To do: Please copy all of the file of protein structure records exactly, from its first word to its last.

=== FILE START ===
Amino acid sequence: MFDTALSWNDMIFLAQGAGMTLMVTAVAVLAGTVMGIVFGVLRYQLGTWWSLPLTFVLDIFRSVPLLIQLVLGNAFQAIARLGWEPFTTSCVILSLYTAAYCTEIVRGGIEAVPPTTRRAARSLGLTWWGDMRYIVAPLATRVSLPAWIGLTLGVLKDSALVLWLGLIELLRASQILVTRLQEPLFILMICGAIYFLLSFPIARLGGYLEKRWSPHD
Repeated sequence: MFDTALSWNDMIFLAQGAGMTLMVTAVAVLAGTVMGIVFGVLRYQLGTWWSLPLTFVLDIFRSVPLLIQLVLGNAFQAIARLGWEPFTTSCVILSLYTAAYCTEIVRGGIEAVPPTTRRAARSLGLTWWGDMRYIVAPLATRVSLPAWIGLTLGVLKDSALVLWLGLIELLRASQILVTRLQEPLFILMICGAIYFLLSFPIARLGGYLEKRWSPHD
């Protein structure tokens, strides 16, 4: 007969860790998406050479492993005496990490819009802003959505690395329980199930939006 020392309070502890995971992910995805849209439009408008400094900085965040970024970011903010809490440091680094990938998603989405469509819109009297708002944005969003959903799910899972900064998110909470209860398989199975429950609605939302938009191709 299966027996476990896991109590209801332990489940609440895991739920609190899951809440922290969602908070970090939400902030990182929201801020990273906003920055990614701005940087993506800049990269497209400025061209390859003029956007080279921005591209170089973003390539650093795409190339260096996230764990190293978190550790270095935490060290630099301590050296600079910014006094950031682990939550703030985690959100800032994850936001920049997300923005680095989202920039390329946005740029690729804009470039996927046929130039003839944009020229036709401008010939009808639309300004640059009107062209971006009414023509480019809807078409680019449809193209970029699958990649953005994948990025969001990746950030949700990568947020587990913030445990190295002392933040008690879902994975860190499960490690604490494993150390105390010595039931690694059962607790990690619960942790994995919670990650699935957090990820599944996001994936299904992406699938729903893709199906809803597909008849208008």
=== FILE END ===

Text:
Amino acid sequence: MFDTALSWNDMIFLAQGAGMTLMVTAVAVLAGTVMGIVFGVLRYQLGTWWSLPLTFVLDIFRSVPLLIQLVLGNAFQAIARLGWEPFTTSCVILSLYTAAYCTEIVRGGIEAVPPTTRRAARSLGLTWWGDMRYIVAPLATRVSLPAWIGLTLGVLKDSALVLWLGLIELLRASQILVTRLQEPLFILMICGAIYFLLSFPIARLGGYLEKRWSPHD
Repeated sequence: MFDTALSWNDMIFLAQGAGMTLMVTAVAVLAGTVMGIVFGVLRYQLGTWWSLPLTFVLDIFRSVPLLIQLVLGNAFQAIARLGWEPFTTSCVILSLYTAAYCTEIVRGGIEAVPPTTRRAARSLGLTWWGDMRYIVAPLATRVSLPAWIGLTLGVLKDSALVLWLGLIELLRASQILVTRLQEPLFILMICGAIYFLLSFPIARLGGYLEKRWSPHD
């Protein structure tokens, strides 16, 4: 007969860790998406050479492993005496990490819009802003959505690395329980199930939006 020392309070502890995971992910995805849209439009408008400094900085965040970024970011903010809490440091680094990938998603989405469509819109009297708002944005969003959903799910899972900064998110909470209860398989199975429950609605939302938009191709 299966027996476990896991109590209801332990489940609440895991739920609190899951809440922290969602908070970090939400902030990182929201801020990273906003920055990614701005940087993506800049990269497209400025061209390859003029956007080279921005591209170089973003390539650093795409190339260096996230764990190293978190550790270095935490060290630099301590050296600079910014006094950031682990939550703030985690959100800032994850936001920049997300923005680095989202920039390329946005740029690729804009470039996927046929130039003839944009020229036709401008010939009808639309300004640059009107062209971006009414023509480019809807078409680019449809193209970029699958990649953005994948990025969001990746950030949700990568947020587990913030445990190295002392933040008690879902994975860190499960490690604490494993150390105390010595039931690694059962607790990690619960942790994995919670990650699935957090990820599944996001994936299904992406699938729903893709199906809803597909008849208008």